In a two pass sort of a kind known in the art, the mail is re-fed into the sorting machine after the first pass for sorting in the second pass. The present invention facilitates keeping groups of mail from sorting pockets together for purposes of later sorting or delivery. These and other aspects of the invention are discussed in the detailed description that follows.

BRIEF DESCRIPTION OF THE DRAWINGS

In the accompanying drawings, where like numerals denote like elements and letters denote multiples of a component:

FIG. 1 is a front perspective of a cart according to the present invention;

FIG. 2 is a schematic diagram of cart layout prior to a sorting pass;

FIG. 3 is a schematic diagram of cart layout after a sorting pass;

FIG. 4 is a size comparison between a DBCS stacker, the cart of the invention and a 1226 cart; and

FIG. 5 is a diagram of preferred dimensions of a cart according to the invention.

DETAILED DESCRIPTION

Referring to FIG. 1, a cart 10 according to the present invention comprises a flat, square or rectangular base 12 having pivoting wheels 14 at its corners. Wheels 14 are designed for supporting hundreds of pounds of mail. An array of standard rectangular postal trays 16 are positioned in a series of compartments 18 that are provided in at least three columns and in from four to as many as eight rows, forming a mid-section 20 of cart 10. Some of compartments 18 are provided with horizontal pull-out shelves or drawers 22. Pull-out shelves 22 can be provided with handles or handhold recesses to allow a postal worker to grasp and pull a shelf 22. Mid section 20 can be formed by four vertical bars at each corner of cart 10 spanned by the evenly spaced horizontal plates 24. Pull-out shelves 22 are each mounted by standard drawer hardware on certain of compartments 18. As explained hereafter, for use during sweeping, it is advantageous to provide drawers or pull-outs 22 only at certain compartments 18 to facilitate use without using more pull-out shelves than are needed, which pull-out shelves would otherwise add weight and size to the cart.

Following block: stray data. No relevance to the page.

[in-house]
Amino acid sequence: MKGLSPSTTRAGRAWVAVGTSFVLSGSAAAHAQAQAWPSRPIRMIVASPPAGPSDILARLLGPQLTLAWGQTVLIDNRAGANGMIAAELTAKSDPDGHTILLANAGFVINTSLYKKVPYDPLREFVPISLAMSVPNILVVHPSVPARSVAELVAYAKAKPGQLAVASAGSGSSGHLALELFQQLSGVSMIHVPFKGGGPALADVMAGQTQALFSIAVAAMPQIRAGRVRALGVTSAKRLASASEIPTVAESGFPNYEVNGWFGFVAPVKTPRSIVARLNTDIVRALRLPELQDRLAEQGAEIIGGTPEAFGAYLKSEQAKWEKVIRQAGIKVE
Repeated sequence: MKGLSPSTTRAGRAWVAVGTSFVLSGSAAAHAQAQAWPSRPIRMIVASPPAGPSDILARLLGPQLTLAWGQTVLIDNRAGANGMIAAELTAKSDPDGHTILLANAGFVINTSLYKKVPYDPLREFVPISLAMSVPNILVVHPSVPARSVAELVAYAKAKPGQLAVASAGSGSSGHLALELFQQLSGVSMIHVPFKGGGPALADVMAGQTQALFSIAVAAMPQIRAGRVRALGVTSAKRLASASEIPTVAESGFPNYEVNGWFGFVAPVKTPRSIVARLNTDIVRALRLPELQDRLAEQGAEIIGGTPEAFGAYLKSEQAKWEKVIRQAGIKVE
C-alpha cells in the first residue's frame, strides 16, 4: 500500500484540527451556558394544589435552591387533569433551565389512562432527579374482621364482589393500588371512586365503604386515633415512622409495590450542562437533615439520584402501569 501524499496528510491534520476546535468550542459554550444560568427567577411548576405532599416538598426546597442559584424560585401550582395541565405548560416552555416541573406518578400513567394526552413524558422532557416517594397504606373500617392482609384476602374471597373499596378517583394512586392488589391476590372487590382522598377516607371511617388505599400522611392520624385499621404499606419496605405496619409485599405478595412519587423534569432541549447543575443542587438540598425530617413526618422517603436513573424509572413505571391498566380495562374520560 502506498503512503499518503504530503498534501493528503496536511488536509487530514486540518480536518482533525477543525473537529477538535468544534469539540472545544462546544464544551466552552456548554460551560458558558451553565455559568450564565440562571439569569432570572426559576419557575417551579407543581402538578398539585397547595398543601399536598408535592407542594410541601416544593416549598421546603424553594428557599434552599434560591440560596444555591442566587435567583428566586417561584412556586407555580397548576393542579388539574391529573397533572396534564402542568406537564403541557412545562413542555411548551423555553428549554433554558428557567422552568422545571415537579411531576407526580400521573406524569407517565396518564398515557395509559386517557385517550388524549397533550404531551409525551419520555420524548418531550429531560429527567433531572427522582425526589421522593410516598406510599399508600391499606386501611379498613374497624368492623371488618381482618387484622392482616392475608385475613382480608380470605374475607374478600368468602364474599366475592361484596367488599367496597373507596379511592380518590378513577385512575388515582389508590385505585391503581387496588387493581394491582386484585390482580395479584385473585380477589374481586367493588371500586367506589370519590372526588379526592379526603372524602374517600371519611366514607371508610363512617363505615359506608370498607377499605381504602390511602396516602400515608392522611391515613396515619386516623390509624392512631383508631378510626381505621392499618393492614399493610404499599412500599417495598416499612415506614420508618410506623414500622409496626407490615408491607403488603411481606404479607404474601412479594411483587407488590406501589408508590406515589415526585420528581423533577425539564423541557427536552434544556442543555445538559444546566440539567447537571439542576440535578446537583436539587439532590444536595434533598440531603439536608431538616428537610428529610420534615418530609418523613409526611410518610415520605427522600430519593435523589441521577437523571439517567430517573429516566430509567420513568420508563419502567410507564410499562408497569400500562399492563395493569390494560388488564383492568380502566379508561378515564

A top shelf 26 is available for tray storage above mid-section 20, and a lower shelf 28 (which could be formed by base 12) provides a lower compartment below mid-section 20. The lower compartment preferably has about twice the height (vertical dimension) of the compartments 18 in mid section 20. Compartments 18 may be divided from one another by spaced partitions which are part of the frame 21, but it is generally sufficient to configure them precisely to the dimensions of the postal trays 16 so that the trays 16 fit side by side in a row as shown. When a pullout 22 is present, the tray 16 fits exactly on it.

The number of compartments provided with pull out shelves is no more than half the total number of compartments, and as shown it is preferred that all the compartments 18 in a row 19 either have (19A) or do not have (19B) pull out shelves. It is not essential to alternate rows 19A and 19B, but a dual tier arrangement wherein such rows 19A 19B are easily paired by a human worker is preferred.

In the embodiment shown in FIGS. 1 and 5, four rows 19A of active shelves have reach and drawer extension dimensions within the envelope of the 1226 and a footprint within that needed in a standard GPMC (General Processing Mail Center). As part of such a standard, the maximum height reached by a human worker should not exceed 71 inches and the minimum height reached should not be less than 7.5 inches. FIGS. 1 and 5 show an inside-outside arrangement wherein the pull out shelves 22 are grouped together (four in a row) with the four rows 19B lacking pullout shelves 22 arrangement two above and two below. This has ergonomic advantages in that the pullout shelves can be used at convenient heights for human workers sweeping pockets of a sorting machine stacker. Compartments 18 with static shelves in rows 19B are provided at higher and lower levels of the cart mainly for storing full trays, and are accessed less often than the levels with pull-out shelves 22.